Show: FRESH AIR
Date: MARCH 03, 1998
Head: Reporting on Iraq
Sect: News; International
MARTY MOSS-COANE, HOST: This is FRESH AIR. I'm Marty Moss-Coane, in for Terry Gross.
Yesterday, the United Nations Security Council voted to approve the agreement negotiated last week by UN Secretary General Kofi Annan and Iraqi President Saddam Hussein. That agreement gives UN weapons inspectors unrestricted access to suspected weapons sites in Iraq. If Saddam Hussein does not comply, the Security Council warned that Iraq would face "the severest consequences" -- a threat that was not spelled out by the council.
Reports from Baghdad today say that Iraq has agreed to abide by its promise to open sites to inspectors, including the presidential palaces.
We called Youssef Ibrahim earlier this morning in Amman, Jordan to get his analysis of the Arab reaction to events of the past few weeks. He's been covering the Middle East for 17 years, and most of that time as a correspondent for the New York Times. He just returned to Amman after spending two weeks in Baghdad.
I asked him, now that the UN agreement has been approved, how the weapons inspectors will begin their work.
YOUSSEF IBRAHIM, NEW YORK TIMES REPORTER: Well, I think UNSCOM is going to resume these missions with inspectors. I think they're certainly going to go to these presidential sites, and they're going to be looking for things. But the weapon inspection regime, of course, has -- has evolved and what they are looking for now is not only weapons in the sense of physical (unintelligible) or physical caches of anthrax or biological weapons or whatever, but also names and documents of scientists and people and university professors and the entire intellectual, so to speak, infrastructure that was involved in the weapon-making effort of Iraq, which of course is a tricky area because that is considered, you know, part of the intellectual wealth of the country.
And I suspect this will become a source of a clash.
MOSS-COANE: How easy is it for Iraq to move their chemical weapons?
IBRAHIM: Well, I don't think they have any chemical weapons anymore. What they might have is biological weapons, and that's, as you know, as we all know, very easy to move.
MOSS-COANE: Sure. So you think their chemical weapons have been destroyed? Or did they move them elsewhere or what?
IBRAHIM: I have difficulty believing that a country that has been subjected to seven years of very intensive weapon inspection has got anything that we can consider, you know, substantive in terms of weapons. And of course, one has to remember that they did have all of these weapons back in 1991 and never used them for fear of the consequence.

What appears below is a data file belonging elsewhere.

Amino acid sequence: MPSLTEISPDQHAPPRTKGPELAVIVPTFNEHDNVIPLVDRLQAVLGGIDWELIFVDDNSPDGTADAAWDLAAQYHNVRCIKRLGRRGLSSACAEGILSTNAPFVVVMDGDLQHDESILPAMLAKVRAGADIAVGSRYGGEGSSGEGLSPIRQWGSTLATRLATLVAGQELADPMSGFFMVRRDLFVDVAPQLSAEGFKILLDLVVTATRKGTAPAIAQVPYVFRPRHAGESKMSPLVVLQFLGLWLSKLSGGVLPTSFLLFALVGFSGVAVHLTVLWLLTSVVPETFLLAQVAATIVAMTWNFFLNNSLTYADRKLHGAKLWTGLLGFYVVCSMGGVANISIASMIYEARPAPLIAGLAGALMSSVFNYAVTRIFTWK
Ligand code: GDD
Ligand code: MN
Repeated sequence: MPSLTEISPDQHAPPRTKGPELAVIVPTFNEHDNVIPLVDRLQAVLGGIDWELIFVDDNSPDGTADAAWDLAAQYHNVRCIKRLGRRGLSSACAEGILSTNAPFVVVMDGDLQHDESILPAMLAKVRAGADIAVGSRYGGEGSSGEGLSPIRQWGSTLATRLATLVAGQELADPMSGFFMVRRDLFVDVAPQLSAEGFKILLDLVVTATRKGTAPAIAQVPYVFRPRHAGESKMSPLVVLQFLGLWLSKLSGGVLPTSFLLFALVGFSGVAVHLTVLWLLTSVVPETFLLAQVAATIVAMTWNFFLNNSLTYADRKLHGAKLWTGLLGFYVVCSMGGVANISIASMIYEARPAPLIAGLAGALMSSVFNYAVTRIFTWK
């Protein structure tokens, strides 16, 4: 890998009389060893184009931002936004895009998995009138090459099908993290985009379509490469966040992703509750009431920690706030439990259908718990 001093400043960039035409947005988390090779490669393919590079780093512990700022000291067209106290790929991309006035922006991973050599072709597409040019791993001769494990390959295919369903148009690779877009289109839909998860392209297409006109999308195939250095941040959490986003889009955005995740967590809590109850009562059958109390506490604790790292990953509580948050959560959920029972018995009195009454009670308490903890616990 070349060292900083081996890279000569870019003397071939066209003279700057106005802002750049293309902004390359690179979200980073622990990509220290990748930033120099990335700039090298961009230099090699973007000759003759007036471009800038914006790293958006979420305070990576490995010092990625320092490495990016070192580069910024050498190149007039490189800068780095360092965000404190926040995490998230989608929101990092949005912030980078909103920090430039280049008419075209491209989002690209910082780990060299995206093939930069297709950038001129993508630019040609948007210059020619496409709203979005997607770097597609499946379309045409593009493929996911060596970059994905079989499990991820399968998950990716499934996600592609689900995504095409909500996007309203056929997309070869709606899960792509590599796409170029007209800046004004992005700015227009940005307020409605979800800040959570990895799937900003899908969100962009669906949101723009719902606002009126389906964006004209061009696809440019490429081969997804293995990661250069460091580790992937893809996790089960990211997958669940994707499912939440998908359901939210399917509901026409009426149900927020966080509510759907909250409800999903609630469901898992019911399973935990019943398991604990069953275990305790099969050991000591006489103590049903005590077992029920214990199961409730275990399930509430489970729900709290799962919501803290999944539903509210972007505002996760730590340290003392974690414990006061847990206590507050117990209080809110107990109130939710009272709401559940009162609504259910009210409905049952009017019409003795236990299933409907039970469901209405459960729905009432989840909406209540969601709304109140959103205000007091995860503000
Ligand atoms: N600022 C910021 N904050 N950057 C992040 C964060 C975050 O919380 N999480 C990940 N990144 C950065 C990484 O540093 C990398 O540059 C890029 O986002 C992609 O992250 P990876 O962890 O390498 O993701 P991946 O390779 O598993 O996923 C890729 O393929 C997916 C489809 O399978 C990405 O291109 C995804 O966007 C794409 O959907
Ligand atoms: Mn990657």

So in turn, if we were to assess how dangerous Iraq is today, I would say it is not dangerous. Do they have weapons stashed here or there? I suspect they do. Will we be able to find them? I suspect we will not. So, the issue of when after six months the sanction regime will come up for a review is on the map. I mean, in six months if these inspectors cannot find anything of substance, the question is: can they continue to insist on sanctions?
MOSS-COANE: And that will be the question in six months.
IBRAHIM: At six months is my choice. I mean, I suspect the United States between now and then will -- will float and leak all kinds of stories about all kinds of weapons. Even we had a story the other day. But the question is: can you substantiate these stories? Can you nail them down? Can you prove them?
I think there is very little doubt in the minds of many people who live in this part of the world that these UNSCOM teams do include American officials from the Central Intelligence Agency and from the various American spying organizations. I think it would be naive to think otherwise, which means they have information and rumors and intelligence information about weapons that may be stashed here or there.
But the fact of the matter when you look at it, they have destroyed in the past seven years a substantive amount of weapons in this country. I think much of it has been physically eliminated. What is left I suspect, if anything is left, will be almost impossible to find.
MOSS-COANE: You were in Iraq until a few days ago. What public reaction to Kofi Annan's visit there?